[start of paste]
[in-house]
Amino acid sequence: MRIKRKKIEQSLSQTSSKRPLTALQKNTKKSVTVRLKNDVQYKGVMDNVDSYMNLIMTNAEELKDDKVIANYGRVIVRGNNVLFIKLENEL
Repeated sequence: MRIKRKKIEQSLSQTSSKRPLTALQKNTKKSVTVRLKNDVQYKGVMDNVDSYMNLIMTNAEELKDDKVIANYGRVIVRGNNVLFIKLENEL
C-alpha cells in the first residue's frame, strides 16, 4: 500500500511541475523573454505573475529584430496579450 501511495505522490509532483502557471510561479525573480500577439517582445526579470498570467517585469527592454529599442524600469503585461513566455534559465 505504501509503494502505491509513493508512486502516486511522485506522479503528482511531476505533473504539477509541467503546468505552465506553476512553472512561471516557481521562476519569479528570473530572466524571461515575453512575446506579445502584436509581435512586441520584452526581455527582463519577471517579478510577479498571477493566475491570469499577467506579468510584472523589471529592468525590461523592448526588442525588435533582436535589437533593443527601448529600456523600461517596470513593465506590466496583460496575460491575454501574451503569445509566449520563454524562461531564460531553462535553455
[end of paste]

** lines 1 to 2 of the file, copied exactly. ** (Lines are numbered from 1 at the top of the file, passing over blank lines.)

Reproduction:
[in-house]
Amino acid sequence: MRIKRKKIEQSLSQTSSKRPLTALQKNTKKSVTVRLKNDVQYKGVMDNVDSYMNLIMTNAEELKDDKVIANYGRVIVRGNNVLFIKLENEL